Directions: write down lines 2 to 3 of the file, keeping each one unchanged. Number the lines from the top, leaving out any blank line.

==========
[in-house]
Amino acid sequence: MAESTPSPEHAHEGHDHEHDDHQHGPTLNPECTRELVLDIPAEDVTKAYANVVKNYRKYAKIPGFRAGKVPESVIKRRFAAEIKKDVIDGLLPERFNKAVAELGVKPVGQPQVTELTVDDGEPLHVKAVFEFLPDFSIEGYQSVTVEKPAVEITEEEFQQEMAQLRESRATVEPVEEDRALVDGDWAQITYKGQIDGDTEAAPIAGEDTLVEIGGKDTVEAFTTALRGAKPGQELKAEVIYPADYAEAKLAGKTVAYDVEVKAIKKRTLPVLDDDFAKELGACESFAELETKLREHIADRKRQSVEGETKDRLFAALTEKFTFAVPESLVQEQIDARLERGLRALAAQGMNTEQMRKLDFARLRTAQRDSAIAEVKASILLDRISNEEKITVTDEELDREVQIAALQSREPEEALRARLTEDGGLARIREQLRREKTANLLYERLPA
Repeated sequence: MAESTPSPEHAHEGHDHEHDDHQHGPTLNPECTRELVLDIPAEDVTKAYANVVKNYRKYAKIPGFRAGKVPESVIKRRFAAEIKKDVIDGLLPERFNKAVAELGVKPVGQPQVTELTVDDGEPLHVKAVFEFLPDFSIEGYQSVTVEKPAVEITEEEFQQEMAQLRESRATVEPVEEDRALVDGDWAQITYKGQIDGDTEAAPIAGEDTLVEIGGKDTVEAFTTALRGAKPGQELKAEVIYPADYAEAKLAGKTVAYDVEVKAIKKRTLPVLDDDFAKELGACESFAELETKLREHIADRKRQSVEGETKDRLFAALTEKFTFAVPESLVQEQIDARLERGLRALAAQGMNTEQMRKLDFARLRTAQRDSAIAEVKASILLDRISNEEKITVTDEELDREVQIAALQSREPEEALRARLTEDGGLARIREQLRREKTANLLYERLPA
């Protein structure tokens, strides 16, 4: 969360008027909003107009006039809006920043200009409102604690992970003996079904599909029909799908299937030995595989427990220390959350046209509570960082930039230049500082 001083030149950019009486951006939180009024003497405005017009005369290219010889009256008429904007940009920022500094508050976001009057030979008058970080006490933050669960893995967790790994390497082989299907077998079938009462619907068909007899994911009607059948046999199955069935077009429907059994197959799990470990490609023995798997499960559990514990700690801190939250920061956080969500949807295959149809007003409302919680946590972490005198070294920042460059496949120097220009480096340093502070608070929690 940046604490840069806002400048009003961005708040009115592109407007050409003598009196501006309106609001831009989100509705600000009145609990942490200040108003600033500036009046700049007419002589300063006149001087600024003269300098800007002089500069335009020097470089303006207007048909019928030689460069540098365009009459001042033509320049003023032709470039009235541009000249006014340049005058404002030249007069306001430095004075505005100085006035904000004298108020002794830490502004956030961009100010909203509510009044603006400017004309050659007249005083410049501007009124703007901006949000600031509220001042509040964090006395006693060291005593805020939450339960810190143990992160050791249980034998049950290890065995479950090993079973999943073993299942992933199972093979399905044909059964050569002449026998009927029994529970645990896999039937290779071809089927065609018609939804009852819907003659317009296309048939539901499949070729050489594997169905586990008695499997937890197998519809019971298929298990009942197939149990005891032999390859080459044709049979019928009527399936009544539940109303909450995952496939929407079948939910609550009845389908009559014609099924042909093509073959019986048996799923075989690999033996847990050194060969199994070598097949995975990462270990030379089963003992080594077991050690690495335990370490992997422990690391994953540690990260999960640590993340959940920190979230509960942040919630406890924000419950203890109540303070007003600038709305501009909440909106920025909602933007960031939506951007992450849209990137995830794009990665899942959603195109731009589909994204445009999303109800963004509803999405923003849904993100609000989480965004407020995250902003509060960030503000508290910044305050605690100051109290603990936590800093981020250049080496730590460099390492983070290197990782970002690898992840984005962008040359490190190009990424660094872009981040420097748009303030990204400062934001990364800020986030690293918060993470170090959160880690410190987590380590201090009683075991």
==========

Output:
Amino acid sequence: MAESTPSPEHAHEGHDHEHDDHQHGPTLNPECTRELVLDIPAEDVTKAYANVVKNYRKYAKIPGFRAGKVPESVIKRRFAAEIKKDVIDGLLPERFNKAVAELGVKPVGQPQVTELTVDDGEPLHVKAVFEFLPDFSIEGYQSVTVEKPAVEITEEEFQQEMAQLRESRATVEPVEEDRALVDGDWAQITYKGQIDGDTEAAPIAGEDTLVEIGGKDTVEAFTTALRGAKPGQELKAEVIYPADYAEAKLAGKTVAYDVEVKAIKKRTLPVLDDDFAKELGACESFAELETKLREHIADRKRQSVEGETKDRLFAALTEKFTFAVPESLVQEQIDARLERGLRALAAQGMNTEQMRKLDFARLRTAQRDSAIAEVKASILLDRISNEEKITVTDEELDREVQIAALQSREPEEALRARLTEDGGLARIREQLRREKTANLLYERLPA
Repeated sequence: MAESTPSPEHAHEGHDHEHDDHQHGPTLNPECTRELVLDIPAEDVTKAYANVVKNYRKYAKIPGFRAGKVPESVIKRRFAAEIKKDVIDGLLPERFNKAVAELGVKPVGQPQVTELTVDDGEPLHVKAVFEFLPDFSIEGYQSVTVEKPAVEITEEEFQQEMAQLRESRATVEPVEEDRALVDGDWAQITYKGQIDGDTEAAPIAGEDTLVEIGGKDTVEAFTTALRGAKPGQELKAEVIYPADYAEAKLAGKTVAYDVEVKAIKKRTLPVLDDDFAKELGACESFAELETKLREHIADRKRQSVEGETKDRLFAALTEKFTFAVPESLVQEQIDARLERGLRALAAQGMNTEQMRKLDFARLRTAQRDSAIAEVKASILLDRISNEEKITVTDEELDREVQIAALQSREPEEALRARLTEDGGLARIREQLRREKTANLLYERLPA